When he walked out of the field house, he found Raine and the girls standing next to an old Toyota minivan. The rear bumper was dented in the middle, there was a ding on the left rear fender and a rust spot on the side had metastasized into several smaller spots trailing up to the front of the van.
“She have kids?” Connor asked, nodding at the minivan.
“Only the ones in her class and on her team.” He jerked his head at her van. “She told me she bought it so she could ferry the girls to and from their meets.”
“Driving a minivan in the city? That’s dedication.”
“That’s Raine.” He nudged Connor as he began walking toward the van. “Let’s get our assignments.”
Jennings didn’t answer, so Connor followed him. When he got there, the coach was calling out names, followed by, “You’re with Detective Jennings. The rest of you are with Detective Donovan.”
The three girls he’d been assigned looked liked the oldest girls. He smiled at them, and they all nodded to him. None of them smiled back. “What were your names again?” he asked.
The tallest girl, who looked biracial with creamy skin and braided hair said, “I’m Renata. This is Katya,” she touched another tall girl’s shoulder. Katya was blond and equally straight-faced. “And this is Bella.”
Dark-haired Bella was shorter, but she narrowed her eyes at him. “You a safe driver?”
Connor swallowed a smile. “I am.”
“You better be.” Bella glanced at Raine. “‘Cause Ms. Taylor will kick your ass if you have an accident with us in the car.”
“Bella,” Renata growled. “Knock it off. You know what Ms. Taylor said.”
What did she say? He wanted to ask. Badly. Instead he opened the rear door of his car and stepped back so the girls could slide in. “Bella’s right,” he said easily. “From what I saw at your meet, Ms. Taylor could kick my ass into the middle of next week.” The thought made him frown, and he glanced at Raine Taylor again. She stood at the side of the minivan, waiting for all the girls to climb inside. She was the right size and shape.
He was interrupted by Bella, yelling, “Shotgun.”
“Sorry, Bella. Back seat,” he ordered. The girl scowled, and he added, “Computer’s on the front seat.”
Along with the hoodie that belonged to his mysterious prowler.
Bella stared him down. “I’ll hold it on my lap.”
“Sorry. Back seat.”
Connor focused on the girl more closely. Her scowling gaze challenged him. It piqued his interest. “Because I’m a cop. We don’t let passengers ride in the front seat.”
“So we’re like your prisoners.” The girl’s voice was too angry for such a simple reason, and he wondered why.
“Nope. Because we have lots of equipment up here. Stuff we might need to get to in a hurry. I don’t want you to get hurt.”
As he slid into the car, the faint fragrance that clung to the material drifted up to him, and he froze. Lemons and that odd prairie fragrance.
No. That was an impossible coincidence. He glanced toward the minivan, but Raine was already in the driver’s seat.
If it walked like a duck and squawked like a duck…
He barely noticed when Bella slammed the door of the car.
There was complete silence in the back of the car as he pulled away from the curb and followed Jennings’ cruiser. Taylor’s minivan was in front of Jennings. He finally glanced in the rear view mirror and said, “How long have you all been doing tae kwon do?”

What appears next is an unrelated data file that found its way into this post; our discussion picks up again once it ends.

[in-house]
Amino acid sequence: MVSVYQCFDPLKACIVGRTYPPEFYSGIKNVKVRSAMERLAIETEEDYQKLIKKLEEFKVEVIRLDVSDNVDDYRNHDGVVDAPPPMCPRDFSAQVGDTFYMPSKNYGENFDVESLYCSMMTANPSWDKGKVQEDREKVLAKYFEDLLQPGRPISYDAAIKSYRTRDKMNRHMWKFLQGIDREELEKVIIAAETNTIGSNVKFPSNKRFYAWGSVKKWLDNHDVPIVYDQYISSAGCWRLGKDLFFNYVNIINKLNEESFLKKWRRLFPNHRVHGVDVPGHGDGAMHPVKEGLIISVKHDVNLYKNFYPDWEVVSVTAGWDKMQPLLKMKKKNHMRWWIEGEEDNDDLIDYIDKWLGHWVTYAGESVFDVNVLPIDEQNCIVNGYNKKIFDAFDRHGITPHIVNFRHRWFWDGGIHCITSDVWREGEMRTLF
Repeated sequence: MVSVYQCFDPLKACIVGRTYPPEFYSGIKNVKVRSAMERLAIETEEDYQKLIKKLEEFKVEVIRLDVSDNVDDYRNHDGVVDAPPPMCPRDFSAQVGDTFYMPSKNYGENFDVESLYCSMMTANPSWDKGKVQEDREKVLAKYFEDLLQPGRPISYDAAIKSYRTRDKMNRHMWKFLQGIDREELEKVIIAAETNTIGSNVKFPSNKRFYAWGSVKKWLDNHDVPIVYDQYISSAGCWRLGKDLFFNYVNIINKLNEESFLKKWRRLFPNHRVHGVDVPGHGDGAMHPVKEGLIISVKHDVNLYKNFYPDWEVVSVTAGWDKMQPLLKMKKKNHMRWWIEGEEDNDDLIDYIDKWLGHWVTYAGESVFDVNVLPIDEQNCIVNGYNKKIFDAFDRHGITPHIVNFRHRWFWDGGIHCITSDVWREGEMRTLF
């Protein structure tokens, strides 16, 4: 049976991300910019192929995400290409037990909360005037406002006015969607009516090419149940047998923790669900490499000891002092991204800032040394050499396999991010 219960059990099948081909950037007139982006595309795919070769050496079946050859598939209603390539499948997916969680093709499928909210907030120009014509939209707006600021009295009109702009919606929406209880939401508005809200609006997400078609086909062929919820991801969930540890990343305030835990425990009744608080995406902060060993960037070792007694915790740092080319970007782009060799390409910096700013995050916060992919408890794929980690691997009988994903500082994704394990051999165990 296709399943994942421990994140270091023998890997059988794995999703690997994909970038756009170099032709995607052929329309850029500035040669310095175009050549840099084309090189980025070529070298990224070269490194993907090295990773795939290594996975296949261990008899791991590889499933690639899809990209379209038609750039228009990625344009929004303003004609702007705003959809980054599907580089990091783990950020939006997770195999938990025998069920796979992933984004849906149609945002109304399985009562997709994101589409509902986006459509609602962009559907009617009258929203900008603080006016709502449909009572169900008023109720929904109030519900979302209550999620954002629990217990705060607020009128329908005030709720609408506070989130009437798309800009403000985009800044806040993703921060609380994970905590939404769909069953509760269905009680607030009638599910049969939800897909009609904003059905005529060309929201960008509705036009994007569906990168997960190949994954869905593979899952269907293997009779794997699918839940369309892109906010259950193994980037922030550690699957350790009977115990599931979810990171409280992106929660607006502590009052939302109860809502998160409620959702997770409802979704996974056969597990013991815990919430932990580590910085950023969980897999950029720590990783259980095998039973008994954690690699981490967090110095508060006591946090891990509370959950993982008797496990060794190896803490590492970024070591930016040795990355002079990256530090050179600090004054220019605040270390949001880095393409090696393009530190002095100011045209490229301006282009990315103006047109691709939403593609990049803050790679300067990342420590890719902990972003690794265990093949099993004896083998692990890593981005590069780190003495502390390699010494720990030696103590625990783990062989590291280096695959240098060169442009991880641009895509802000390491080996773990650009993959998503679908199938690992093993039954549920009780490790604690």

“Two years,” Renata said.
“Me, too,” Bella said. The girl was staring at him as if she wanted to show him her moves personally.
“Katya?” he asked.
“I started this year.”
Katya was the girl who’d fallen to the mat during practice. “You must be proud of yourselves. Tae kwon do looks like a hard sport to learn.”
“Aren’t you going to say we looked great?” Bella challenged him.
“I don’t know enough about the sport to say that. I do know that you all looked like you work very hard.”
Silence again. He glanced in the rear view mirror to see all three girls exchanging glances, as if silently communicating their next move.
Ahead of him, he saw Jennings pull to the curb in front of a school building. “Looks like we’re here.”
Before he was completely out of the car, all three girls had exited. Bella and Renata sprinted away, while Katya smiled shyly at him. “Thank you for the ride, Detective Donovan.” She glanced at her friends. “They’re angry because they wanted to ride with Ms. Taylor. But it wasn’t their turn.”
“You take turns?”
Katya nodded. “Ms. Taylor has a chart.”
The woman was organized. About everything? Did she have a regular jogging schedule? Would she go past Northrup’s house again? Or would she stop when she got there?
He blinked and smiled at Katya. “Sounds fair to have a chart.” He nodded to her. “Maybe I’ll see you at another meet.”
“Probably not. Detective Jennings is the only one who’s come more than once.” She turned and darted away.
Instead of driving away, Connor leaned against his car and watched Taylor talking to Jennings. They waited as several of the girls got into cars and the rest headed down the sidewalk, clearly walking home.
“Good meet,” Jennings said. “See you at the next one, Rainie.”
“We’ll be there,” she said. She walked Jennings to his car, then turned to Connor. “Thanks again for coming.” She smiled, and he noticed her eyes were a deep, clear green. “We all appreciate everything your precinct does for us, Detective.”
“Glad I made it today, Ms. Taylor.” He watched her carefully. “I’d like to talk to you. Want to grab something to eat?”
“No thanks.” Her gaze flickered away from him. “I need to get going.”